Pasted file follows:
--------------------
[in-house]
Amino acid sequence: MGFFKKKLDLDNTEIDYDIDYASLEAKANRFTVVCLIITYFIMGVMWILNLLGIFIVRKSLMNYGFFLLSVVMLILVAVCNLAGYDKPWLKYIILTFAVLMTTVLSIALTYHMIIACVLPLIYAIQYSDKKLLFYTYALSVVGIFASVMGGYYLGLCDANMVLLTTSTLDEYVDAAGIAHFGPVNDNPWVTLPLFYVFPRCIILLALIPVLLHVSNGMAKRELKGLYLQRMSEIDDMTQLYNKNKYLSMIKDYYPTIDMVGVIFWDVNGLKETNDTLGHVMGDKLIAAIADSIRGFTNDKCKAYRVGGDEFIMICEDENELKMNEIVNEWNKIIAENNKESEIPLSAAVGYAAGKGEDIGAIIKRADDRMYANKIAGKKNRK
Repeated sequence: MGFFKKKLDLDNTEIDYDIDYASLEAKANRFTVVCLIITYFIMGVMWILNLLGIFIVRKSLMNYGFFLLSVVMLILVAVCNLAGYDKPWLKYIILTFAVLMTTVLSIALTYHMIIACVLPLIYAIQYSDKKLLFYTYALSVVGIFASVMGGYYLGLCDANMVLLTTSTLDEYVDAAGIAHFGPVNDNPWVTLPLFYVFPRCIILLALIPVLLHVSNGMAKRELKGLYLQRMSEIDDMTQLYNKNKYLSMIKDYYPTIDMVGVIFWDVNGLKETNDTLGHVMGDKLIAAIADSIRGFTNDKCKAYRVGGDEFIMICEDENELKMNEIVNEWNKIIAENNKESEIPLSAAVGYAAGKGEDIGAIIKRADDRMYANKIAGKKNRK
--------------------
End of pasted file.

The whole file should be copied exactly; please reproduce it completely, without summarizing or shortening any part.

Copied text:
[in-house]
Amino acid sequence: MGFFKKKLDLDNTEIDYDIDYASLEAKANRFTVVCLIITYFIMGVMWILNLLGIFIVRKSLMNYGFFLLSVVMLILVAVCNLAGYDKPWLKYIILTFAVLMTTVLSIALTYHMIIACVLPLIYAIQYSDKKLLFYTYALSVVGIFASVMGGYYLGLCDANMVLLTTSTLDEYVDAAGIAHFGPVNDNPWVTLPLFYVFPRCIILLALIPVLLHVSNGMAKRELKGLYLQRMSEIDDMTQLYNKNKYLSMIKDYYPTIDMVGVIFWDVNGLKETNDTLGHVMGDKLIAAIADSIRGFTNDKCKAYRVGGDEFIMICEDENELKMNEIVNEWNKIIAENNKESEIPLSAAVGYAAGKGEDIGAIIKRADDRMYANKIAGKKNRK
Repeated sequence: MGFFKKKLDLDNTEIDYDIDYASLEAKANRFTVVCLIITYFIMGVMWILNLLGIFIVRKSLMNYGFFLLSVVMLILVAVCNLAGYDKPWLKYIILTFAVLMTTVLSIALTYHMIIACVLPLIYAIQYSDKKLLFYTYALSVVGIFASVMGGYYLGLCDANMVLLTTSTLDEYVDAAGIAHFGPVNDNPWVTLPLFYVFPRCIILLALIPVLLHVSNGMAKRELKGLYLQRMSEIDDMTQLYNKNKYLSMIKDYYPTIDMVGVIFWDVNGLKETNDTLGHVMGDKLIAAIADSIRGFTNDKCKAYRVGGDEFIMICEDENELKMNEIVNEWNKIIAENNKESEIPLSAAVGYAAGKGEDIGAIIKRADDRMYANKIAGKKNRK